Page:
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Request For Comments: Forward Slash as Separator

Posted 7 May 2019 by Natalie Weizenbaum

Early on in Sass’s history, the decision was made to use / as a division operator, since that was (and is) by far the most common representation across programming languages. The / character was used in very few plain CSS properties, and for those it was an optional shorthand. So Sass defined a set of heuristics that defined when / would be rendered as a literal slash versus treated as an operator.

For a long time, these heuristics worked pretty well. In recent years, however, new additions to CSS such as CSS Grid and CSS Color Level 4 have been using / as a separator increasingly often. Using the same character for both division and slash-separation is becoming more and more annoying to users, and will likely eventually become untenable.

As such, we’re planning to redefine / to be only a separator. Rather than creating an unquoted string (as it currently does when at least one operand isn’t a number), it will create a list with a new slash separator. For example, 1 / 2 / 3 will be…

Brand New Sass Docs

Posted 23 April 2019 by Natalie Weizenbaum

I’m excited to announce the launch of a full rewrite and redesign of the Sass documentation, going live today after eight months of work by Jina Anne and myself! Jina, the lead of Team Sass Design, is responsible for the layout and visual design of the new documentation. She made everything gorgeous and readable. I wrote all the text, so if you see a typo I’m the one to blame.

A preview of the function documentation page.

In addition to reorganizing and rewriting all the documentation, we’ve added a special example widget that makes it easy to see how Sass stylesheets translate into CSS. It has tabs for both SCSS and the indented syntax, so you can use whichever you prefer, or switch between them to see the difference.

The example widget.

The Sass function documentation is included in the rewrite. Functions are now organized into easy-to-understand sections, and Jina designed a super readable layout for them.

The round() function.

Best of all, the new documentation has full-text search courtesy of our friends at Algolia. You can search for features, function names…

Ruby Sass Has Reached End-Of-Life

Posted 4 April 2019 by Natalie Weizenbaum

One year has passed since we announced the deprecation of Ruby Sass, and it has now officially reached its end-of-life. We will release one final version of the Ruby Sass gem that will print a warning indicating that it’s no longer receiving updates, and then archive the GitHub repository.

A woman saying "Goodbye, my friend"

We will then merge the sass/language repo into the sass/sass repo. This means that anyone still depending on Ruby Sass from github.com/sass/sass will break. Going forward, the sass/sass repo will be the location for working on the language specs, and will not contain any code. The sass/language repo will just include links pointing to sass/sass.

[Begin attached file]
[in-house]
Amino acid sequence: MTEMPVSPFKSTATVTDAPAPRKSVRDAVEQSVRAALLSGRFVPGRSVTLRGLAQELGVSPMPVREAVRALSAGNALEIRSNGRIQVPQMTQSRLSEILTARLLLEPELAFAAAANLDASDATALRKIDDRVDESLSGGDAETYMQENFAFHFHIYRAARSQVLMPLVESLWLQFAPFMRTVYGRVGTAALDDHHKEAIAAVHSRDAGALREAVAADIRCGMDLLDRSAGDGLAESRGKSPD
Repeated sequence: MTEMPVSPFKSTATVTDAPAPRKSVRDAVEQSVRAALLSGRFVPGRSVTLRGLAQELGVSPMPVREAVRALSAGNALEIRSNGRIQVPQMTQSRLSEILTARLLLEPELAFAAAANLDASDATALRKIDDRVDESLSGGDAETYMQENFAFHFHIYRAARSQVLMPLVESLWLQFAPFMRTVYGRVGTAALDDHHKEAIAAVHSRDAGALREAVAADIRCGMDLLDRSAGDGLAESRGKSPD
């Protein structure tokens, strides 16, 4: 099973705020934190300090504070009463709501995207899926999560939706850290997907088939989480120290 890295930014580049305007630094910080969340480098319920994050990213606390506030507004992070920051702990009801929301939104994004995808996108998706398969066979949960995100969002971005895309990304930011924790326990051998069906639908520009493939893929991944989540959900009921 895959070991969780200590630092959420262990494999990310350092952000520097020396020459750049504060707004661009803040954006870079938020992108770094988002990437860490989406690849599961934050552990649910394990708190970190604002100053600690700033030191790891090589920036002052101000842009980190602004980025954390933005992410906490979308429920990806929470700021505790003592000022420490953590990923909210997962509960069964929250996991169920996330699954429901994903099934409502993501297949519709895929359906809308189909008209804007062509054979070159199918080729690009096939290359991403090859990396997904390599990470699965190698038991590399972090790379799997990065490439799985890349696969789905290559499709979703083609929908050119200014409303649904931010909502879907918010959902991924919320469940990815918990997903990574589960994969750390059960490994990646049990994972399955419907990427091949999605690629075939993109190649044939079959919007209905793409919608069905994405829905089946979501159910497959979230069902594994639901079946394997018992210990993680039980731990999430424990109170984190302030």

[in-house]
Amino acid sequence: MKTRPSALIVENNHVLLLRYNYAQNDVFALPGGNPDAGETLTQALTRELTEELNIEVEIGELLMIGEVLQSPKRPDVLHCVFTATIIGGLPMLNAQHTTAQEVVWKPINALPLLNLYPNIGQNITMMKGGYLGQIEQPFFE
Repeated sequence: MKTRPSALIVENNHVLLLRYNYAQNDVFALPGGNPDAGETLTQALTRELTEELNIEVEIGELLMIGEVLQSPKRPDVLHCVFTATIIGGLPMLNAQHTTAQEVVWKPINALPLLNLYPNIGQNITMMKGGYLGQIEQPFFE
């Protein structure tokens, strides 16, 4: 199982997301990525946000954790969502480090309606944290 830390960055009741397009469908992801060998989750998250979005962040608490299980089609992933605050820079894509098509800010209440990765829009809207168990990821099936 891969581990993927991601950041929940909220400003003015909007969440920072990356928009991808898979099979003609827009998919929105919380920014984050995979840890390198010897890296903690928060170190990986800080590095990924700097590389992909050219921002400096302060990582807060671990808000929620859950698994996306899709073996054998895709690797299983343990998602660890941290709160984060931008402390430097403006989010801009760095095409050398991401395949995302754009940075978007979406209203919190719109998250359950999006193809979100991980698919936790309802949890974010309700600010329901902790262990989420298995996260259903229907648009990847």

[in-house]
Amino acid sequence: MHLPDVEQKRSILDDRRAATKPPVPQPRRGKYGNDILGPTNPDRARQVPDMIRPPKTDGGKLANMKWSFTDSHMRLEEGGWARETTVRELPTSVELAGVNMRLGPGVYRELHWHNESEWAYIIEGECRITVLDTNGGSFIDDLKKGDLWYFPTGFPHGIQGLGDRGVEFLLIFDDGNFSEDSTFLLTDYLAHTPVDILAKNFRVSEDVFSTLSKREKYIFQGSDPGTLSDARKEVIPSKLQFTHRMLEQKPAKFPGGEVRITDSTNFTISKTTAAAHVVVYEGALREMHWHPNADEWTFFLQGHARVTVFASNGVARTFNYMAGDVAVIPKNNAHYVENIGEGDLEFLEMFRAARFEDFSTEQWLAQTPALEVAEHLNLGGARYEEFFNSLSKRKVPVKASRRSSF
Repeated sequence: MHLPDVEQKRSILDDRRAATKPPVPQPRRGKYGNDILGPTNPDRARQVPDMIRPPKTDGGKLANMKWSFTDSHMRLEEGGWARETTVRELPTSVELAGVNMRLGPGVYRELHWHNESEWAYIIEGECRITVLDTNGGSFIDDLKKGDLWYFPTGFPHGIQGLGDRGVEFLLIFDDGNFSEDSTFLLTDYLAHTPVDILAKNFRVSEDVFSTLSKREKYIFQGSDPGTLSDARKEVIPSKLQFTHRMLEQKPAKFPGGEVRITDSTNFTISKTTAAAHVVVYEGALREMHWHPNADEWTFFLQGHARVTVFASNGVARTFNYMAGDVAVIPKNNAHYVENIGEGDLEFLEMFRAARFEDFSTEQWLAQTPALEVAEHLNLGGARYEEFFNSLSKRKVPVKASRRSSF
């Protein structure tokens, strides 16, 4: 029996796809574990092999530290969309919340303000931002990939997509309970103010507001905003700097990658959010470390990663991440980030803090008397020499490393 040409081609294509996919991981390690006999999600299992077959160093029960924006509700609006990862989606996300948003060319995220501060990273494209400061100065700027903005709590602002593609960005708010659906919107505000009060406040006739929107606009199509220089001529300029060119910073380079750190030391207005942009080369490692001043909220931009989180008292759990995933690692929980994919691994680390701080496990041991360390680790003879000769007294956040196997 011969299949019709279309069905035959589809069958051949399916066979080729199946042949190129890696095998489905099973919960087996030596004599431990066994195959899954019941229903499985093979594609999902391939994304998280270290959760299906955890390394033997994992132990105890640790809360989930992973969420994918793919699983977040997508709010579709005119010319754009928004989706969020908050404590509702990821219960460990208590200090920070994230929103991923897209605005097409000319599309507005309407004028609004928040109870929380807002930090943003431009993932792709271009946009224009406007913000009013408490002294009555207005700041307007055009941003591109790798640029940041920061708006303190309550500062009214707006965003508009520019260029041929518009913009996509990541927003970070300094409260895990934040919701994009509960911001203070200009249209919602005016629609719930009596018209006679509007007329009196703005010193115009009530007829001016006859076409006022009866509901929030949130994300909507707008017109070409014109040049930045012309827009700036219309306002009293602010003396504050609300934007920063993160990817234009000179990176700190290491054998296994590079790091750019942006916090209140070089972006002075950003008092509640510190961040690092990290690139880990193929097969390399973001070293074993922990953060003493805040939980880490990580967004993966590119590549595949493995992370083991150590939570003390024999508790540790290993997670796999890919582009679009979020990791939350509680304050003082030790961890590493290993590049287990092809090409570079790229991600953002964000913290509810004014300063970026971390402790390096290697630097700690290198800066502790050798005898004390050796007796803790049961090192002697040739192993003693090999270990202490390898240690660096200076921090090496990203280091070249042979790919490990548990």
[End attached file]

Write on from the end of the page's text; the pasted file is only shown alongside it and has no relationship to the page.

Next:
Migrating Away permalinkMigrating Away permalink Migrating Away permalinkMigrating Away

If you haven’t migrated away from Ruby Sass yet, now is the time. The best way to do that depends on how you use Ruby Sass today.

If you use Ruby Sass as a command-line tool, the easiest way to migrate is to install Dart Sass as a command-line tool. It supports a similar interface to Ruby Sass, and you can run

Request For Comments: Module System

Posted 27 November 2018 by Natalie Weizenbaum

Many of the most frequently-requested features for Sass have to do with its imports. The import system that we’ve had since the very early releases of Sass is, to put it simply, not great. It does little more than textually include one Sass file in another, which makes it hard to keep track of where mixins, functions, and variables were defined and hard to be sure that any new additions won’t happen to conflict with something elsewhere in the project. To make matters worse, it overlaps with CSS’s built-in @import rule, which forces us to have a bunch of heuristics to decide which is which.

Because of these problems and others, we’ve wanted to do a full overhaul of the way Sass files relate to one another for a long time. Over the last few years, I’ve been working with the Sass core team and Sass framework maintainers to create a proposal for a module system that’s fit to replace @import. That proposal is now in a place that the core team is pretty happy with, at least as a starting…

Feature Watch: Content Arguments and Color Functions

Posted 14 November 2018 by Natalie Weizenbaum

Dart Sass 1.15, released today and available on npm and all other distribution channels, brings with it a number of highly-anticipated new Sass features. This is also the first release of Dart Sass with major new language features that aren’t just for CSS compatibility. That’s a big accomplishment, and we intend to continue that pattern moving forward!

@content Arguments permalink@content Arguments permalink @content Arguments permalink@content Arguments

Mixins that take @content blocks can now pass arguments to those blocks. This is written @content(<arguments...>). If a mixin passes arguments to its content block, users of that mixin must accept those arguments by writing @include <name> using (<arguments...>). The argument list for a content block works just like a mixin’s argument list, and the arguments passed to it by @content work just like passing arguments to a mixin.

// style.scss
@mixin media($types...) {
  @each $type in $types {
    @media #{$type} {
      @content($type);
    }
  }
}

@include media(screen, print) using (

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